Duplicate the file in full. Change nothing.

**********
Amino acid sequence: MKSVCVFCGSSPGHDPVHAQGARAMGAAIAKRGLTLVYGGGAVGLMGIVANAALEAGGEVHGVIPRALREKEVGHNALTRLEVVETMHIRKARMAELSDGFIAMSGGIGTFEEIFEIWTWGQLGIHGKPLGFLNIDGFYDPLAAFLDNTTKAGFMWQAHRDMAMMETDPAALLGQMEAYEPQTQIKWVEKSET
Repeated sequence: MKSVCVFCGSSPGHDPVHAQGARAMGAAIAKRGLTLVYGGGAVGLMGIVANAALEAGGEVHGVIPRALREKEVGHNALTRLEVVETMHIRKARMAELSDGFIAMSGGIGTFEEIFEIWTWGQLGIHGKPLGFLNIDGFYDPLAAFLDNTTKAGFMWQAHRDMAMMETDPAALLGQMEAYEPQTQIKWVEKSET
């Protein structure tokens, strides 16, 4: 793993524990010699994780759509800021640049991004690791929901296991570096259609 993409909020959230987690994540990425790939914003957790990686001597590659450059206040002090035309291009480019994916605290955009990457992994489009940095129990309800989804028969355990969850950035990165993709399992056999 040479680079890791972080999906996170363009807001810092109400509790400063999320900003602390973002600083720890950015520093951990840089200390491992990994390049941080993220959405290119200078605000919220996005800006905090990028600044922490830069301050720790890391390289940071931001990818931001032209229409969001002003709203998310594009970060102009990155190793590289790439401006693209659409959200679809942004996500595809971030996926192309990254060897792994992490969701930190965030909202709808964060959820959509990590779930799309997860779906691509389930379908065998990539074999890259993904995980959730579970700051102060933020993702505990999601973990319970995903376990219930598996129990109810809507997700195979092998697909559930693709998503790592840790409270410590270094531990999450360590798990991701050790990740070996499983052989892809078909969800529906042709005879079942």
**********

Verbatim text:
Amino acid sequence: MKSVCVFCGSSPGHDPVHAQGARAMGAAIAKRGLTLVYGGGAVGLMGIVANAALEAGGEVHGVIPRALREKEVGHNALTRLEVVETMHIRKARMAELSDGFIAMSGGIGTFEEIFEIWTWGQLGIHGKPLGFLNIDGFYDPLAAFLDNTTKAGFMWQAHRDMAMMETDPAALLGQMEAYEPQTQIKWVEKSET
Repeated sequence: MKSVCVFCGSSPGHDPVHAQGARAMGAAIAKRGLTLVYGGGAVGLMGIVANAALEAGGEVHGVIPRALREKEVGHNALTRLEVVETMHIRKARMAELSDGFIAMSGGIGTFEEIFEIWTWGQLGIHGKPLGFLNIDGFYDPLAAFLDNTTKAGFMWQAHRDMAMMETDPAALLGQMEAYEPQTQIKWVEKSET
């Protein structure tokens, strides 16, 4: 793993524990010699994780759509800021640049991004690791929901296991570096259609 993409909020959230987690994540990425790939914003957790990686001597590659450059206040002090035309291009480019994916605290955009990457992994489009940095129990309800989804028969355990969850950035990165993709399992056999 040479680079890791972080999906996170363009807001810092109400509790400063999320900003602390973002600083720890950015520093951990840089200390491992990994390049941080993220959405290119200078605000919220996005800006905090990028600044922490830069301050720790890391390289940071931001990818931001032209229409969001002003709203998310594009970060102009990155190793590289790439401006693209659409959200679809942004996500595809971030996926192309990254060897792994992490969701930190965030909202709808964060959820959509990590779930799309997860779906691509389930379908065998990539074999890259993904995980959730579970700051102060933020993702505990999601973990319970995903376990219930598996129990109810809507997700195979092998697909559930693709998503790592840790409270410590270094531990999450360590798990991701050790990740070996499983052989892809078909969800529906042709005879079942």